Monday, March 14, 2005


“So Mr. Flores what’s wrong”
“For the last two weeks I feel like I can’t breath. I’ve been having fevers like crazy doc”
“How about chills?”
“I’m freezing”
“Do you know your CD4 count?”
“No, But it’s low doc”

It was low and quite concerning. The Human Immunodeficiency Virus (HIV) attacks the immune system of its host, eventually rendering it incapacitated. It does this through multiple mechanisms. The most significant of these is its attack of a specific type of immunity cell called a CD4. This particular cell is so important because it coordinates the response of the entire immune system by first recognizing the intruder and then recruiting the appropriate components of the immune system to destroy it. Thus the attack of the HIV virus would be analogous to a football team tackling the defensive coordinator, unfair but highly effective.

The amount of CD4 cells left in one’s serum can give an indication of the viability of the patient’s immune system. CD4 counts of less than 200 are worrisome and signify a progression from having HIV to the Autoimmune Deficiency Syndrome (AIDS). This is an important distinction clinically because the patient is now at risk for infection by other less common pathogens.

Mr. Flores had one CD4 cell. ONE CELL.

This information became available after I drew a whole bunch of test tubes, including two sets of culture bottles, from his arm. As I headed back to our conference room my intern informed me of the meager count.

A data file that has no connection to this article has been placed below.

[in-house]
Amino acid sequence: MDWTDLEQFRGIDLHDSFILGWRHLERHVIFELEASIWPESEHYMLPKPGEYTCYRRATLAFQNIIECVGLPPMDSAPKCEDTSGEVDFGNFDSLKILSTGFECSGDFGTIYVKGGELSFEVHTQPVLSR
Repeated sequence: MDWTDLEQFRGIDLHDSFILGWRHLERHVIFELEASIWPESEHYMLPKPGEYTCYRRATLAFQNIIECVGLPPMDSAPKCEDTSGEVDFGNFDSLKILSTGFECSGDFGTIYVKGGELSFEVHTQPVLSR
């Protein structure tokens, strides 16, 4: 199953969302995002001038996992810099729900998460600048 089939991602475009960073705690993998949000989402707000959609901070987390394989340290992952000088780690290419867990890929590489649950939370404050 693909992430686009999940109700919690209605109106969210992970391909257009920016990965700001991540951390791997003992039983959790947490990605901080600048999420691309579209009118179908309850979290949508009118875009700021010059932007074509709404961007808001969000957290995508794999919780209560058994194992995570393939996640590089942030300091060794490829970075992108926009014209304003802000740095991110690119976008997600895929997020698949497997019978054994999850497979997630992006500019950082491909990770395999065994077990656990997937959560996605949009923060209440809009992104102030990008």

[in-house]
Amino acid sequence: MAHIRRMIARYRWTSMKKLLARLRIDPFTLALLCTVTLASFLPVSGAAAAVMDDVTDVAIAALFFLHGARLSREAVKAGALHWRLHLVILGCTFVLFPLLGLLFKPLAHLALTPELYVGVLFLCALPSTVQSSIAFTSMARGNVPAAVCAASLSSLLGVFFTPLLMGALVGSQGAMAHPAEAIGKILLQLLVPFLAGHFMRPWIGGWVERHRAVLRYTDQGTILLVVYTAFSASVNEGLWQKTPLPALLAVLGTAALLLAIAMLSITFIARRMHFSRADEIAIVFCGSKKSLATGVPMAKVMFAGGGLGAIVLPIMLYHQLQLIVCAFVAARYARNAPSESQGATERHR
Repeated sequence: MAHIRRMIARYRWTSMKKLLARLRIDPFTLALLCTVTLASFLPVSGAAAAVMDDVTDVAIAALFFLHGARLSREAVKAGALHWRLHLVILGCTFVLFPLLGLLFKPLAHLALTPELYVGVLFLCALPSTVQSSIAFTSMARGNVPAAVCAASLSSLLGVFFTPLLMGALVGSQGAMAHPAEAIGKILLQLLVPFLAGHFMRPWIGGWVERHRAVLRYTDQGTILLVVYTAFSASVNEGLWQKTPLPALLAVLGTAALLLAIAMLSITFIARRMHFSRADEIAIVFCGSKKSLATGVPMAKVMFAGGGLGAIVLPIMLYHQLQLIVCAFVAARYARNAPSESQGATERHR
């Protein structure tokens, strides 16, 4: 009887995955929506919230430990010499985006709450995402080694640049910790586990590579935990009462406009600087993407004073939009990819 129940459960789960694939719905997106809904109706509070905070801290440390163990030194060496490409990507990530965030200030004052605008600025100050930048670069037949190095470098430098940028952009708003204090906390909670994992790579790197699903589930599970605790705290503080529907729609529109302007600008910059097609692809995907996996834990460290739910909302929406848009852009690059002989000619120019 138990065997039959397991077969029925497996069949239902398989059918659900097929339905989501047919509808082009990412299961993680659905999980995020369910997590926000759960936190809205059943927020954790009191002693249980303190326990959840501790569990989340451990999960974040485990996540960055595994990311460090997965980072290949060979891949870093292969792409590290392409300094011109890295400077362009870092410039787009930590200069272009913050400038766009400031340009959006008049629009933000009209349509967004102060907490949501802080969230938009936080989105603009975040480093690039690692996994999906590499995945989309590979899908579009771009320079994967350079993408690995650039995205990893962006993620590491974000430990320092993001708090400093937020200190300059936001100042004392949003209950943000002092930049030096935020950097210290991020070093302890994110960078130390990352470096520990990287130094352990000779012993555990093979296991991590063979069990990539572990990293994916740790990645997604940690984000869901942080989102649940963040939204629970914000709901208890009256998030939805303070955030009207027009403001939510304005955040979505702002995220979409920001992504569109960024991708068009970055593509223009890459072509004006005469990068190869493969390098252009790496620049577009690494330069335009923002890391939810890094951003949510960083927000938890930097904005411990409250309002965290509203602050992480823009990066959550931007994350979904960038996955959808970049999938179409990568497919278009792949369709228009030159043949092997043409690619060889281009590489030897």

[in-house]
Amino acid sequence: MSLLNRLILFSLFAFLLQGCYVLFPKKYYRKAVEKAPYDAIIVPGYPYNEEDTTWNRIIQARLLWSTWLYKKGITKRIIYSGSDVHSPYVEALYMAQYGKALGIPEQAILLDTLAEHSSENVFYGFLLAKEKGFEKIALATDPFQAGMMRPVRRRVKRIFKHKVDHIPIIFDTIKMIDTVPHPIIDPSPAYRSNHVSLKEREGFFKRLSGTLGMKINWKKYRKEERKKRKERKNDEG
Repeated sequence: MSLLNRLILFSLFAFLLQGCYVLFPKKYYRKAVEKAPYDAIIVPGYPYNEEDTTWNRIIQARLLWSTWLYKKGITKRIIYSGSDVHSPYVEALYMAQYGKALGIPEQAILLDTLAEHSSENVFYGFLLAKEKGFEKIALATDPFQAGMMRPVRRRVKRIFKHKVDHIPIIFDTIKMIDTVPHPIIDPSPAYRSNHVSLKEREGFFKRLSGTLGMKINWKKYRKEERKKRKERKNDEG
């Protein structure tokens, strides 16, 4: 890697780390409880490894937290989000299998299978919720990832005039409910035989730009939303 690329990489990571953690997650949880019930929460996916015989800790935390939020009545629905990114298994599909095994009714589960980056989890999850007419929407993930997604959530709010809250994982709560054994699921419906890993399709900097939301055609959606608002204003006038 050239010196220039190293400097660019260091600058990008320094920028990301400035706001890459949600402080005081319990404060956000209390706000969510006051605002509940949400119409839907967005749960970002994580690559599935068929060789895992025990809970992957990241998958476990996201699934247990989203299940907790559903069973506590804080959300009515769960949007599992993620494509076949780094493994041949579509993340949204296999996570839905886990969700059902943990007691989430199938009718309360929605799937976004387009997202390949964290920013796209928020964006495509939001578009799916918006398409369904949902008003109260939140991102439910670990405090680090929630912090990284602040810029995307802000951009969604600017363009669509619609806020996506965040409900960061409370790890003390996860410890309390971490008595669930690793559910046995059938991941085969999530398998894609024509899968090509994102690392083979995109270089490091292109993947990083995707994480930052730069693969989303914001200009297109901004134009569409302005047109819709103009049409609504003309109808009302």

I imagined this last CD4, fighting for survival, fending off intruders, the last standing Mohican. How valiant he triumphed as he traveled up the Vena Cava annihilating a Staph Aureus Bacterium. Upon entering the right ventricle on his way to the left side of the heart it destroyed a strep colony with a sting of its mighty sword, narrowly saving Mr. Flores from life threatening endocarditis. As it was thrust out to the Aorta it opted to survey the left arm. Making his way down the Axillary artery ready to destroy whatever cellulitis may be brewing. On its way back the heart it stopped at the cubital fossa, just above the elbow, to survey that all was harmonious and to rest, exhausted from his constant struggle. He was tired but gratified at his work, recognizing that he was the only thing standing between life and overwhelming sepsis, fighting to death to save Mr. Flores.

I like to draw my bloods from the cubital fossa.

On my way back to the conference room I heard my intern scream out at me. “Mr. Flores has a CD4 of 1”. Curiously, I raised the serum filled test tubes to my eyes, closely inspecting their inner contents. Could I? Did I?

I could swear that somewhere from deep within my chemistry tube I heard a faint whisper. It was noisy in the hallway and so I’m unsure if what I heard was correct. It was quite low pitched and its tone was that of a defeated exasperated warrior, but it sounded like it said

“You Bastard”